I think you are the one who are confused. There is no impossibility of deciding an ought from an is. One has the facts at hand and then decides what to do about them within the principle of man's life as the standard. Facts are only values within the range of a value to whom and for what. As for other connections, I refer you to Dr. Peikoff's essays Fact and Value. You seem to be wanting to accomplish something that has already been accomplished. And since Miss Rand already accomplished it, then she will be the one to propel mankind for the next thousand years.

Regarding your proposal that acting on an ought is psychological and not philosophical, I remind you that psychology deals with the subconscious, whereas philosophy deals with the conscious. An ought from an is done philosophically means that one makes a fully conscious choice to follow the logical conclusions of one's conscious mind. In other words, integrity is a province of philosophy and is a virtue. If one comes to the conclusion that one ought to do X, but one doesn't consciously follow that principle of action,then one has breached one's integrity and is no longer moral. None of this has to do with psychology, except insofar as one might have a psychological problem that prevents one from following the conclusions of one's conscious mind, but then one ought to overcome that psychological problem and follow reason fully. In other words, for man, who is a rational being, philosophy is much more important than psychology, and a man ought to follow his conclusions based on reason and not some subconscious urge or blockage -- in the long run. A rational man is not ruled by his subconscious. He may well have a psychological problem for a while that prevents him from following the conscious ought that would lead to the pursuit of a value; but philosophically the principle of integrity means that he will follow through with the consciously derived ought from is, again, in the long-run.

In conclusion, it is you who are barking up the wrong tree. The is / ought problem has been fully resolved by Miss Rand's philosophy and her ethics.

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Kant's first critique is basically a long-winded argument for the claim that concepts/thoughts need to refer to empirical reality in order to be valid ("Concepts without intuitions are empty, intuitions without concepts are blind" / "All our knowledge begins with the senses, proceeds then to the understanding, and ends with reason" / "All thought must, directly or indirectly, by way of certain characters, relate ultimately to intuitions, and therefore, with us, to sensibility, because in no other way can an object be given to us.") so he was perfectly aware of the fact that you couldn't just pull concepts out of thin air and start using them - literally his entire philosophy was based around that principle. However he had specific reasons for thinking that transcendental logic could provide conclusions about the formal conditions moral statements had to meet in order to be valid.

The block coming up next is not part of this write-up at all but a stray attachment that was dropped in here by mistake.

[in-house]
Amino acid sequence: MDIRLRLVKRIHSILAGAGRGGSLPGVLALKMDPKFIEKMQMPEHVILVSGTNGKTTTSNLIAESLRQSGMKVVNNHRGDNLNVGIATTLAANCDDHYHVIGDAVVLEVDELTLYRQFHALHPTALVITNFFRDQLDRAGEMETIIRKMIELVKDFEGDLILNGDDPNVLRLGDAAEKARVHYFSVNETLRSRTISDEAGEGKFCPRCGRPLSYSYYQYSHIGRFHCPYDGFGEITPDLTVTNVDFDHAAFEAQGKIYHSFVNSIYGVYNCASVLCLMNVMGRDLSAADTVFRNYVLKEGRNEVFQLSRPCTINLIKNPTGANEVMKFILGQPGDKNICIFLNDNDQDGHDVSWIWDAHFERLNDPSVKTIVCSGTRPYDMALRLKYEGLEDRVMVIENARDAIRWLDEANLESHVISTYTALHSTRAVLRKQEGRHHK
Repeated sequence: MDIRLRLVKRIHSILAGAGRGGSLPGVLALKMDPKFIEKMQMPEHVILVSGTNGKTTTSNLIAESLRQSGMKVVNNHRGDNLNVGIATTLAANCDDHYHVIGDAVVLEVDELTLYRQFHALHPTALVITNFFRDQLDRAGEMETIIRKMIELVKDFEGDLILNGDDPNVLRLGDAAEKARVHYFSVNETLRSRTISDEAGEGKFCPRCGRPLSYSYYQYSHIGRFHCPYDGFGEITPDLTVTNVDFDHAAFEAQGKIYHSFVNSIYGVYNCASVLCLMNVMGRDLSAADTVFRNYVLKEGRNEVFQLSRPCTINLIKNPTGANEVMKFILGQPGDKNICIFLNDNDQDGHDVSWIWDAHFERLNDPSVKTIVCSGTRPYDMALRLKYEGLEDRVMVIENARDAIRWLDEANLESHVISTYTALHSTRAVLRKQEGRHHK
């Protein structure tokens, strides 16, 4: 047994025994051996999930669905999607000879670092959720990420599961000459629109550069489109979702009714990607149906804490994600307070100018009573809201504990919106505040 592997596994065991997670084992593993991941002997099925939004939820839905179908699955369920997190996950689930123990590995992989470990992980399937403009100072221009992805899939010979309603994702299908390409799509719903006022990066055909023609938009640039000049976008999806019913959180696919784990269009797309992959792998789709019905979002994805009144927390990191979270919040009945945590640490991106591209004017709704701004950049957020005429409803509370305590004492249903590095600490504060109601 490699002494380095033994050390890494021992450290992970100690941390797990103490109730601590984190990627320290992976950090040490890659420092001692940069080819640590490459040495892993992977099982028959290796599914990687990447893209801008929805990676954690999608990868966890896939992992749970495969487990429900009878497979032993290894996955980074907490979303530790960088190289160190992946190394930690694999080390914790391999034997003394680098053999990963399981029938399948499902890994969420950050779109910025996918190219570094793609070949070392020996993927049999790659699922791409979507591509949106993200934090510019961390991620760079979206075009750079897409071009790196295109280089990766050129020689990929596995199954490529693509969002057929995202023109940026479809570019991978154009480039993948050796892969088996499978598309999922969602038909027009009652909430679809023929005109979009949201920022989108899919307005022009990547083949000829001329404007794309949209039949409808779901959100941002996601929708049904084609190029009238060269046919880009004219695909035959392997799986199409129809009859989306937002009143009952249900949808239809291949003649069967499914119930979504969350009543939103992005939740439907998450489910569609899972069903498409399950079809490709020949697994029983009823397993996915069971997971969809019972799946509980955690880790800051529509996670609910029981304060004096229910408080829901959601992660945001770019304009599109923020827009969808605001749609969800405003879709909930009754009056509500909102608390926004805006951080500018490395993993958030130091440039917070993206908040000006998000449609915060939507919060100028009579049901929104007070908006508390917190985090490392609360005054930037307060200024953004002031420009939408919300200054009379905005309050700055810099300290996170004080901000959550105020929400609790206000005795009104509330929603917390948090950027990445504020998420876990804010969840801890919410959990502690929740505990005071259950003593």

Kant's "philosophy" basically is an all out attack on reason. For one thing, as you quoted from him, our perceptual awareness of reality is not an intuition, but rather a direct grasp of reality as it really is. When you perceive this --> A <-- it is not an intuition you have that it might be an "A" but rather a direct perception of what it actually is. Perception is not done by the conscious mind, that is a perception of reality is not brought about by a conscious act in the sense that thinking about what I am writing is done. It is fully physiological rather than consciously derived. In other words, there is no guessing that it is really there and is an "A." It is not an intuition. Likewise with logical conclusions based on what is perceived, which is real reality. A logical conclusion is not an intuition.

As to forms without content, yes, that is one of the main issues that Objectivism has with Kant. This is why I wrote what I wrote before, as a form without content. If I tell you when you come across a xorbidal you ought to rezibofy...well, this has the form of some sort of moral imperative, but it is utterly meaningless, because it has no content. All of Kant's "philosophy" is like that -- form without content.

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None of this has ANYTHING to do with my original post.

Actually, it does.

If you want to understand what is wrong with the Categorical Imperative, then you have to understand how Miss Rand solved the is / ought problem and how Kant's "philosophy" is really just empty verbiage.